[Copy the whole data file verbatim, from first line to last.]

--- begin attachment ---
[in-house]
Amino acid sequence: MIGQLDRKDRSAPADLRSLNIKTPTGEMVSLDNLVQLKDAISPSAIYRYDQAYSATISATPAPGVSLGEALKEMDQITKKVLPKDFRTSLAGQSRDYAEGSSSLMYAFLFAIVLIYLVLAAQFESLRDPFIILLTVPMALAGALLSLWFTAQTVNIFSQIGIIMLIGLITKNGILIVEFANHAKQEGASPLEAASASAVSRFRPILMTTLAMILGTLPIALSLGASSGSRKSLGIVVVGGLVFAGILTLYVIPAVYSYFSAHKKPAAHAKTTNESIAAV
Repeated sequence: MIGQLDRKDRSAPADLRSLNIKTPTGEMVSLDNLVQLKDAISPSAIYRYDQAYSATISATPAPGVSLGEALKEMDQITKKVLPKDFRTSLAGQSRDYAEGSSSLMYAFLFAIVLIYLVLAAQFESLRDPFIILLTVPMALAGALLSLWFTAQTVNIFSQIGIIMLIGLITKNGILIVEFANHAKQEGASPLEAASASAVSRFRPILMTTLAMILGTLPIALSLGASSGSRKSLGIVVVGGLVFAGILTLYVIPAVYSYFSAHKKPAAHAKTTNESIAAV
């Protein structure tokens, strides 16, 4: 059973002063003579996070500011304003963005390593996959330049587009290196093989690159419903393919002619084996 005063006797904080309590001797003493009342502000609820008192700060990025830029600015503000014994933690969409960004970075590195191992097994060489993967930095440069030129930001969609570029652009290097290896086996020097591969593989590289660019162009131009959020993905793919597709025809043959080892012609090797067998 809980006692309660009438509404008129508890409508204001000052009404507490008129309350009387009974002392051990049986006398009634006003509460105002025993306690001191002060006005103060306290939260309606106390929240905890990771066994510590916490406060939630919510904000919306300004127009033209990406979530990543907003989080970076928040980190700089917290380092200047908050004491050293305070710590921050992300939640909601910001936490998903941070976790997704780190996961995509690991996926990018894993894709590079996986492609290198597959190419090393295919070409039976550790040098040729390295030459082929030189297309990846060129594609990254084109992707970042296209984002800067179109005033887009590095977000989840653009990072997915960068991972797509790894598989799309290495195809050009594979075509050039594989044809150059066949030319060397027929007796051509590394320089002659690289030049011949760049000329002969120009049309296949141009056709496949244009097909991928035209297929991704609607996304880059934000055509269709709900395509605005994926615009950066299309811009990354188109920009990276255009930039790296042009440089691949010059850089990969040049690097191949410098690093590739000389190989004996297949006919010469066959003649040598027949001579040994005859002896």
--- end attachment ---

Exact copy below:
[in-house]
Amino acid sequence: MIGQLDRKDRSAPADLRSLNIKTPTGEMVSLDNLVQLKDAISPSAIYRYDQAYSATISATPAPGVSLGEALKEMDQITKKVLPKDFRTSLAGQSRDYAEGSSSLMYAFLFAIVLIYLVLAAQFESLRDPFIILLTVPMALAGALLSLWFTAQTVNIFSQIGIIMLIGLITKNGILIVEFANHAKQEGASPLEAASASAVSRFRPILMTTLAMILGTLPIALSLGASSGSRKSLGIVVVGGLVFAGILTLYVIPAVYSYFSAHKKPAAHAKTTNESIAAV
Repeated sequence: MIGQLDRKDRSAPADLRSLNIKTPTGEMVSLDNLVQLKDAISPSAIYRYDQAYSATISATPAPGVSLGEALKEMDQITKKVLPKDFRTSLAGQSRDYAEGSSSLMYAFLFAIVLIYLVLAAQFESLRDPFIILLTVPMALAGALLSLWFTAQTVNIFSQIGIIMLIGLITKNGILIVEFANHAKQEGASPLEAASASAVSRFRPILMTTLAMILGTLPIALSLGASSGSRKSLGIVVVGGLVFAGILTLYVIPAVYSYFSAHKKPAAHAKTTNESIAAV
């Protein structure tokens, strides 16, 4: 059973002063003579996070500011304003963005390593996959330049587009290196093989690159419903393919002619084996 005063006797904080309590001797003493009342502000609820008192700060990025830029600015503000014994933690969409960004970075590195191992097994060489993967930095440069030129930001969609570029652009290097290896086996020097591969593989590289660019162009131009959020993905793919597709025809043959080892012609090797067998 809980006692309660009438509404008129508890409508204001000052009404507490008129309350009387009974002392051990049986006398009634006003509460105002025993306690001191002060006005103060306290939260309606106390929240905890990771066994510590916490406060939630919510904000919306300004127009033209990406979530990543907003989080970076928040980190700089917290380092200047908050004491050293305070710590921050992300939640909601910001936490998903941070976790997704780190996961995509690991996926990018894993894709590079996986492609290198597959190419090393295919070409039976550790040098040729390295030459082929030189297309990846060129594609990254084109992707970042296209984002800067179109005033887009590095977000989840653009990072997915960068991972797509790894598989799309290495195809050009594979075509050039594989044809150059066949030319060397027929007796051509590394320089002659690289030049011949760049000329002969120009049309296949141009056709496949244009097909991928035209297929991704609607996304880059934000055509269709709900395509605005994926615009950066299309811009990354188109920009990276255009930039790296042009440089691949010059850089990969040049690097191949410098690093590739000389190989004996297949006919010469066959003649040598027949001579040994005859002896």